: The high rates of sexually transmitted disease (STD), including HIV, among African American (AA) men who reside in urban areas are a major public health problem. In addition, the most common route of HIV transmission among AA women is heterosexual exposure. Yet, little research has focused on gender-specific strategies to dissuade heterosexually active AA men from engaging in high HIV/STD transmission risk behaviors. Accordingly, the broad, long-term objective of this research is to develop such strategies.
The Specific Aims i nclude testing the efficacy of a theory-based, gender-specific contextually appropriate HIV/STD risk-reduction intervention in increasing consistent condom use, identifying theoretical mediators that account for the intervention's effects, and testing a strategy to increase the longevity of the intervention's effects. This research will utilize a randomized controlled trial design with 360 inner-city AA men 18 to 45 years who report recent unprotected vaginal or anal intercourse with a woman. Men will be randomly allocated to one of two small-group interventions specially designed for AA men: (a) a HIV/STD risk-reduction intervention or (b) a health promotion control intervention on healthful diet and physical activity. To evaluate a strategy to increase the longevity of intervention effects, the men also will be randomized to receive or not receive individually tailored mailings to reinforce the intervention's message. The approach draws on social cognitive theory, the theory of planned behavior, and the applicant's Preliminary Studies with AA men. The primary outcome is self-reported consistent condom use during vaginal and heterosexual anal intercourse in the previous 3 months collected at baseline and 6 and 12 months post-intervention via audio-computer-assisted self-interviewing (ACASI). Secondary outcomes include other sexual behaviors and theoretical variables hypothesized to mediate intervention efficacy. Generalized estimating equations (GEE) and random effects models will be employed to address the Specific Aims.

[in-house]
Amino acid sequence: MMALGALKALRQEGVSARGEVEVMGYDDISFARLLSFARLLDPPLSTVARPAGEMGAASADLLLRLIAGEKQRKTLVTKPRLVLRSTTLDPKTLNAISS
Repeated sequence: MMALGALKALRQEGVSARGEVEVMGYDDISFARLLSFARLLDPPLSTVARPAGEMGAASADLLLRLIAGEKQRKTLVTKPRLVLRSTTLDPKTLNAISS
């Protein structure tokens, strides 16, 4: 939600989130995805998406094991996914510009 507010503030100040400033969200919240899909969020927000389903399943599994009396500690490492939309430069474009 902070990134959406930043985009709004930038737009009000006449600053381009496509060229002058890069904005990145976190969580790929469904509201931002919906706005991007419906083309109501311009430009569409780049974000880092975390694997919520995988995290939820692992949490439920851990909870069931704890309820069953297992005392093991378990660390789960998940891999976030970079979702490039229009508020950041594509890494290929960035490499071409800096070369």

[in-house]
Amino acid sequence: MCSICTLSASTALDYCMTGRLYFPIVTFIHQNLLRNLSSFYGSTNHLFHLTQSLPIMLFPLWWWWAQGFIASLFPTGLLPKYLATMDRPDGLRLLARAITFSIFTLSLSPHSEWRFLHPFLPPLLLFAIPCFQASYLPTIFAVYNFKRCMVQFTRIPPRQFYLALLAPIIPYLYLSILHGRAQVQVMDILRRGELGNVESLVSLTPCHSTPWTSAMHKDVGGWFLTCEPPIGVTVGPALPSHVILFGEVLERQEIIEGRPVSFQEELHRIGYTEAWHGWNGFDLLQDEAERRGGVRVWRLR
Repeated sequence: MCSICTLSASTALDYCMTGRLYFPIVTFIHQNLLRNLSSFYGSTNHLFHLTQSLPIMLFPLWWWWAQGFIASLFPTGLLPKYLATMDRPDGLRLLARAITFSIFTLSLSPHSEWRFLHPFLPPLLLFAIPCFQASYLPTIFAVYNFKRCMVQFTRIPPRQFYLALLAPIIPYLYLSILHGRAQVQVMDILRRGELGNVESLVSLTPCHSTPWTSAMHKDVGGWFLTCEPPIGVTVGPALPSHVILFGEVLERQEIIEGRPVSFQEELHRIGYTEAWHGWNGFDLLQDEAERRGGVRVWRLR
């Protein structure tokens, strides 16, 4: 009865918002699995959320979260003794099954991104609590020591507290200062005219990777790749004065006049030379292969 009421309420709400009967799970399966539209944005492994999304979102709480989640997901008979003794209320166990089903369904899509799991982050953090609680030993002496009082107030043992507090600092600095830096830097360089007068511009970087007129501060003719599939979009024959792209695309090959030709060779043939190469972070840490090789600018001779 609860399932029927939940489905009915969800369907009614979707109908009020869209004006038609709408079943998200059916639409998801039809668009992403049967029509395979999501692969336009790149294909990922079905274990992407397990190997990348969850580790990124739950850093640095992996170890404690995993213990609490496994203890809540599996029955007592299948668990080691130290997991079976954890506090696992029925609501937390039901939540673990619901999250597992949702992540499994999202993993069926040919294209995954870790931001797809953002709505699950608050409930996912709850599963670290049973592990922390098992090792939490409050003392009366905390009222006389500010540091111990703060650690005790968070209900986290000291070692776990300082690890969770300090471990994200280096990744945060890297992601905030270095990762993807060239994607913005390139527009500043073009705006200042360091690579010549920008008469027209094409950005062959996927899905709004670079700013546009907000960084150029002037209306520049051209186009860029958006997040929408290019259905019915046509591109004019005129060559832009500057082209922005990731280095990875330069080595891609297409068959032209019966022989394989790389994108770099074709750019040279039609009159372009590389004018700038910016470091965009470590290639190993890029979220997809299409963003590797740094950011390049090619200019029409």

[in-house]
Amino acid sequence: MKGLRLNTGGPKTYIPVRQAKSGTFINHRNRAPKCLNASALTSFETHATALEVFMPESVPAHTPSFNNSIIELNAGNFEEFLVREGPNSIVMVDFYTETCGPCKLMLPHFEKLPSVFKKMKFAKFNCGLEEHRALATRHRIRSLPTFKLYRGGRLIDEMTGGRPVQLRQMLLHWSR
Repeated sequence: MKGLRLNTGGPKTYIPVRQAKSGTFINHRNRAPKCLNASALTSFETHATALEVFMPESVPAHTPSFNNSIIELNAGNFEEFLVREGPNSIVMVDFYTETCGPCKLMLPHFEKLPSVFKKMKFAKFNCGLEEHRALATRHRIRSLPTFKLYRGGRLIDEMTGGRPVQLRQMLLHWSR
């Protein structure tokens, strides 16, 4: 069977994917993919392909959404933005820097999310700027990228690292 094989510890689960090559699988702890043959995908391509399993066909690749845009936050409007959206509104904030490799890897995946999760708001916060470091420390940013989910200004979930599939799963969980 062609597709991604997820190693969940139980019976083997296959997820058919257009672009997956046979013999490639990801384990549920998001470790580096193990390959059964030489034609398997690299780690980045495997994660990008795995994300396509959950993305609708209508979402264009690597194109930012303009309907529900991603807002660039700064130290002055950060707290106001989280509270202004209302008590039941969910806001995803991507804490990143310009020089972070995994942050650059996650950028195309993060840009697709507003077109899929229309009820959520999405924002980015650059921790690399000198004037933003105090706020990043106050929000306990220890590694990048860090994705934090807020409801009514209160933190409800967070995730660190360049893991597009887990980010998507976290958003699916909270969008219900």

This research may provide an urgently needed intervention to reduce the risk of STDs, including HIV, in African American men, one of the highest risk populations in the US. Moreover, African American women have 20 times the rate of HIV seen in White women, with over 75% of the cases are tied to sexual relations with men. However, few trials have tested gender-specific HIV/STD risk-reduction interventions for heterosexually active men.